Spring 2014 Fellow
Is it possible to represent the nature of mind in a sculpture? Maybe one could depict the mind as an abstraction in which colors and shapes suggest mental qualities or neurological activity or, more prosaically, represent it as a brain. An anatomical reference is certainly not going to convey the subjectivity, the inner sense of mind, something familiar to everyone. So, is it possible to represent the mind as a concrete, identifiable, non-cliché thing? When you think about the mind, about what it’s like to be inside the mind, you confront the odd realization that not only are we always inside a mind — a singular personal mind; that mind contains everything we are, a representation of the body, as well as everything outside the body, everything that we think we know. The mind “embodies” these things even when it is not actively thinking about them. Is mind a mirror or simply an extension of the stuff of life and experience?
These kinds of speculations suggest the parameters of the task Kyoko Hirako set for herself when she undertook to make an image of “mind” during her Spring, 2014 residency at the Creative Glass center of America. Perhaps not so surprisingly some of her exploratory studies of faces and shadowy figures bear a clear resemblance to the Buddha, though she denies an intentional Buddhist concept. Nevertheless, her project goal might put one in mind of Buddha who is believed to have said, “All that we are is the result of what we have thought. The mind is everything. What we think, we become.” But Buddha is not the only metaphysical image suggested by Hirako’s studies. To at least one observer some of her studies seen in profile resemble the famous ancestor or guardian heads on Easter Island.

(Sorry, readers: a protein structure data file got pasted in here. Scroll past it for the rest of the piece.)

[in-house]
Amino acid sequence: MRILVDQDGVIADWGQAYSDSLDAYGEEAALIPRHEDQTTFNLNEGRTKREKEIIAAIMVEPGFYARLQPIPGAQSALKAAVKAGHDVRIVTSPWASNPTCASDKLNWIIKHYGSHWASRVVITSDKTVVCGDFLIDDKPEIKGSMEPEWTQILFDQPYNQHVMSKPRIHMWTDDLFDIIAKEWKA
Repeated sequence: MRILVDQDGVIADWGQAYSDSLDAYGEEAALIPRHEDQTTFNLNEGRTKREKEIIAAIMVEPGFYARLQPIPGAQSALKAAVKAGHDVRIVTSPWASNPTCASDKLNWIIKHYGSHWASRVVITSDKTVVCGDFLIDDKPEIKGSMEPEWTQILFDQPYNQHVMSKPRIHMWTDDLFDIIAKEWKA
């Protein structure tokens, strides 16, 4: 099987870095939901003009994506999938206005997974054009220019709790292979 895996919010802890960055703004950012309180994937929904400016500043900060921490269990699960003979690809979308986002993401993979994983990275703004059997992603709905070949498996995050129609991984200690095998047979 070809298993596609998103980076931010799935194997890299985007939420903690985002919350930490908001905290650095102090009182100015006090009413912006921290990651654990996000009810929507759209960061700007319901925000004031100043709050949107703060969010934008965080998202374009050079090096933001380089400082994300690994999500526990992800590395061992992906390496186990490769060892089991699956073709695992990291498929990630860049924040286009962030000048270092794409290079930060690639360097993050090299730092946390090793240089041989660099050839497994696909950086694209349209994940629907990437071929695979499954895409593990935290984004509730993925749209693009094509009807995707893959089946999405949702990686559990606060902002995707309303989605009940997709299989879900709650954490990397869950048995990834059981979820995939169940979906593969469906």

Aiming to make a large sculpture, Hiroko settled on a simple symmetrical frontal silhouette of the human figure executed in black glass. It’s based conceptually on a shadow, specifically Hiroko’s own shadow, as that shadow would be cast directly ahead of her or behind her. It looks something like the outline of an Egyptian mummy case, but, as with the other comparisons, Hiroko does not intend a link with Egyptian mummies. However, one could postulate a parallel relationship: the mummy case was meant to contain the essence of the person, something reasonably parallel to the notion of a sculpture of mind.
After completing many studies, the most significant attempt that Hirako made in kiln casting this image at CGCA was nearly life size, almost a kind of self-portrait. The shadow form is intuitive and vaguely self-referential. It is simple and uninflected, a little like an oversize gingerbread figure (Yet another, albeit more playful, human archetype). The shape must be acknowledged and recognizable as a kind of essence.
In seeking a suitable glass for this work, Hiroko completed a number of studies of a single hand cast in different colors and opacities before settling on a particular “very deep color” of emphatically black glass for the large figure. When cast, the chosen glass resembles basalt. It is opaque and not excessively shiny or reflective.
She plans to elaborate the figure by including two hands, symmetrically covering the eyes. They will obscure the facial features and will for some observers seem to convey an emotion. For Hiroko the gesture illustrates the individual (herself) rejecting the external to focus on inner truths. “My eyes are closed because …. I want to look deeply into my mind.”
To further depict the intentionality of the gesture by providing a context, Hiroko constructed a large collection of three dimensional hot-formed glass shapes intended to represent the distractions of the everyday world. Abstract, they might suggest solid hieroglyphs, pictograms, or emblems. The clear forms contain numerous dirty-looking mottled fragments, tiny bits of aluminum foil that Hiroko introduced into the glass. They represent distractions, mental pollution in the daily environment that detracts from inner clarity: sounds, sights, and ideas. These forms will form an installation context for the large figure. The covering of the eyes is a metaphoric rejection of the quasi-linguistic fragments. “I do want to talk now,” the gesture says, not just rejecting other people but all external goings-on. The projected sculpture with its covered eyes is archetypal and elemental. It represents a person who is engaged in an intense inner dialogue.
“I think maybe every time I close my eyes [I shut out] very ‘noisy’ information. When I cover my eyes I [am aware of] my inside soul, my feeling of calm.”
Written by Robin Rice